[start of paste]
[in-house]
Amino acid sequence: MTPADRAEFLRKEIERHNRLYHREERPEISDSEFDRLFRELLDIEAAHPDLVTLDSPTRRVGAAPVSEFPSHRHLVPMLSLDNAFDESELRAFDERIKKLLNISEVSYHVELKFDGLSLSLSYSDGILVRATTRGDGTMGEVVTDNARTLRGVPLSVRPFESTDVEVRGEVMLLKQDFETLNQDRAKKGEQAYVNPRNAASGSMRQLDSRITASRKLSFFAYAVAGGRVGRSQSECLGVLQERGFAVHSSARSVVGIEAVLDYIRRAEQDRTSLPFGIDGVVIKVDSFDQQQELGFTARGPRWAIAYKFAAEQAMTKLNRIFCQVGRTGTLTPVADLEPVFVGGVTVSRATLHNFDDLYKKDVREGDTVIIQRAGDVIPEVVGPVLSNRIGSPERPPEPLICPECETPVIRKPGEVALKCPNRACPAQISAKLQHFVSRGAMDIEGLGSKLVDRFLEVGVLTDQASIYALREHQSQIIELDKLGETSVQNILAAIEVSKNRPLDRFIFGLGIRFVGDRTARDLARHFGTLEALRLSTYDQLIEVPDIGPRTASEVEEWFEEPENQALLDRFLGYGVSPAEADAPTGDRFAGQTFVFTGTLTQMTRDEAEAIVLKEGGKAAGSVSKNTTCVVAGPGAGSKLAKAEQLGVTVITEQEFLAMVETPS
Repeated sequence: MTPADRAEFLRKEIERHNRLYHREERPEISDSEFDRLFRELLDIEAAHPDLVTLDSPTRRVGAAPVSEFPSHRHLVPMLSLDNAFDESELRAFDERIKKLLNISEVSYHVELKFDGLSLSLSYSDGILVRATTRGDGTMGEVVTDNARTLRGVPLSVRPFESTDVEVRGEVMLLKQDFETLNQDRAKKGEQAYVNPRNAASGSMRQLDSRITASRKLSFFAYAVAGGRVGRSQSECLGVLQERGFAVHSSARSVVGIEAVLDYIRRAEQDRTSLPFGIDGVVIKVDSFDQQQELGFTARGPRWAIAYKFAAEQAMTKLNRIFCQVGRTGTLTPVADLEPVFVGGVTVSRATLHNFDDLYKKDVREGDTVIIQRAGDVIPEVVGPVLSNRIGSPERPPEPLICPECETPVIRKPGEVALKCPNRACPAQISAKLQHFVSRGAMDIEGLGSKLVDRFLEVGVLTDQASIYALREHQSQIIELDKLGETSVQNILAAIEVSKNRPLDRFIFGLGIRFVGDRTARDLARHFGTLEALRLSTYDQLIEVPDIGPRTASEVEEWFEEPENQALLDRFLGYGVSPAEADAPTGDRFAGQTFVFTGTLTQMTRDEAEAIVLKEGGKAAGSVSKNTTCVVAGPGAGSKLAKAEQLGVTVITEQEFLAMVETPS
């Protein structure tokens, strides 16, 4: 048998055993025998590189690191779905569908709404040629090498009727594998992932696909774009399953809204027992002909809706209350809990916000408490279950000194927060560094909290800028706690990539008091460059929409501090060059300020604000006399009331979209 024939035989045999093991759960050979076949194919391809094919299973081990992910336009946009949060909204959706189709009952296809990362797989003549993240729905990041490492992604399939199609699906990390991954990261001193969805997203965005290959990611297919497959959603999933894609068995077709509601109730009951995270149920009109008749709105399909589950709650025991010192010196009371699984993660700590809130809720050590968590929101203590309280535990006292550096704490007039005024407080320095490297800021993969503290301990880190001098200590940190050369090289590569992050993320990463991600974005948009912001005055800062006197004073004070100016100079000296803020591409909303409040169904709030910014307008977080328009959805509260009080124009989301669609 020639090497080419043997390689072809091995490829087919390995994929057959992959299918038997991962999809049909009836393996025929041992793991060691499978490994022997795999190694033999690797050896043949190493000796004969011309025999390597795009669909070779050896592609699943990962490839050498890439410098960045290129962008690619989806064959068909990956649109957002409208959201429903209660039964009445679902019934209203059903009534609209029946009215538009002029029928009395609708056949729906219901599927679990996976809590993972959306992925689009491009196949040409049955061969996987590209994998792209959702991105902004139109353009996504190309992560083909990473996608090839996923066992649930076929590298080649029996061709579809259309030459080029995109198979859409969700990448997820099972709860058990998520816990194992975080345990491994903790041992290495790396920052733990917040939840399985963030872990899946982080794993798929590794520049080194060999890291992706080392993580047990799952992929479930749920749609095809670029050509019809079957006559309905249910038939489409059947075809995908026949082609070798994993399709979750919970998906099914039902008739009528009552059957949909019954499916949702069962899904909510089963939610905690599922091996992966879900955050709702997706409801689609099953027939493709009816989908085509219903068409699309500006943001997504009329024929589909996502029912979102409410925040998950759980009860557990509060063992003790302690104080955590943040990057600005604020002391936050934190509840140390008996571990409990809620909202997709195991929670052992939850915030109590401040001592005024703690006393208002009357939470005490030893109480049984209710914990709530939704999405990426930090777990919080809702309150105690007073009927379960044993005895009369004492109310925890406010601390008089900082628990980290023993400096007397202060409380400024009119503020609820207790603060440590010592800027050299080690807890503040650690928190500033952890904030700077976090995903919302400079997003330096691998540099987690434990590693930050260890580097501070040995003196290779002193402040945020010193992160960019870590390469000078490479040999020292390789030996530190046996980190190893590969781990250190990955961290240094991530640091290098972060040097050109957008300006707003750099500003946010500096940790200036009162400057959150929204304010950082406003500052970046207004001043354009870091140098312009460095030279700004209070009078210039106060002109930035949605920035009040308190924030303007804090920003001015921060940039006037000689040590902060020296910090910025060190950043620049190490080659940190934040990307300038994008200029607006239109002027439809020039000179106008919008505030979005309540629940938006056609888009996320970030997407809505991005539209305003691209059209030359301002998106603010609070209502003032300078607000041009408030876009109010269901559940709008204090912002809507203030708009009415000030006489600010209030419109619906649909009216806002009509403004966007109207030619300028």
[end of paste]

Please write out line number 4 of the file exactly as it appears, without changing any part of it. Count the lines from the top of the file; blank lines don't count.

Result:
């Protein structure tokens, strides 16, 4: 048998055993025998590189690191779905569908709404040629090498009727594998992932696909774009399953809204027992002909809706209350809990916000408490279950000194927060560094909290800028706690990539008091460059929409501090060059300020604000006399009331979209 024939035989045999093991759960050979076949194919391809094919299973081990992910336009946009949060909204959706189709009952296809990362797989003549993240729905990041490492992604399939199609699906990390991954990261001193969805997203965005290959990611297919497959959603999933894609068995077709509601109730009951995270149920009109008749709105399909589950709650025991010192010196009371699984993660700590809130809720050590968590929101203590309280535990006292550096704490007039005024407080320095490297800021993969503290301990880190001098200590940190050369090289590569992050993320990463991600974005948009912001005055800062006197004073004070100016100079000296803020591409909303409040169904709030910014307008977080328009959805509260009080124009989301669609 020639090497080419043997390689072809091995490829087919390995994929057959992959299918038997991962999809049909009836393996025929041992793991060691499978490994022997795999190694033999690797050896043949190493000796004969011309025999390597795009669909070779050896592609699943990962490839050498890439410098960045290129962008690619989806064959068909990956649109957002409208959201429903209660039964009445679902019934209203059903009534609209029946009215538009002029029928009395609708056949729906219901599927679990996976809590993972959306992925689009491009196949040409049955061969996987590209994998792209959702991105902004139109353009996504190309992560083909990473996608090839996923066992649930076929590298080649029996061709579809259309030459080029995109198979859409969700990448997820099972709860058990998520816990194992975080345990491994903790041992290495790396920052733990917040939840399985963030872990899946982080794993798929590794520049080194060999890291992706080392993580047990799952992929479930749920749609095809670029050509019809079957006559309905249910038939489409059947075809995908026949082609070798994993399709979750919970998906099914039902008739009528009552059957949909019954499916949702069962899904909510089963939610905690599922091996992966879900955050709702997706409801689609099953027939493709009816989908085509219903068409699309500006943001997504009329024929589909996502029912979102409410925040998950759980009860557990509060063992003790302690104080955590943040990057600005604020002391936050934190509840140390008996571990409990809620909202997709195991929670052992939850915030109590401040001592005024703690006393208002009357939470005490030893109480049984209710914990709530939704999405990426930090777990919080809702309150105690007073009927379960044993005895009369004492109310925890406010601390008089900082628990980290023993400096007397202060409380400024009119503020609820207790603060440590010592800027050299080690807890503040650690928190500033952890904030700077976090995903919302400079997003330096691998540099987690434990590693930050260890580097501070040995003196290779002193402040945020010193992160960019870590390469000078490479040999020292390789030996530190046996980190190893590969781990250190990955961290240094991530640091290098972060040097050109957008300006707003750099500003946010500096940790200036009162400057959150929204304010950082406003500052970046207004001043354009870091140098312009460095030279700004209070009078210039106060002109930035949605920035009040308190924030303007804090920003001015921060940039006037000689040590902060020296910090910025060190950043620049190490080659940190934040990307300038994008200029607006239109002027439809020039000179106008919008505030979005309540629940938006056609888009996320970030997407809505991005539209305003691209059209030359301002998106603010609070209502003032300078607000041009408030876009109010269901559940709008204090912002809507203030708009009415000030006489600010209030419109619906649909009216806002009509403004966007109207030619300028």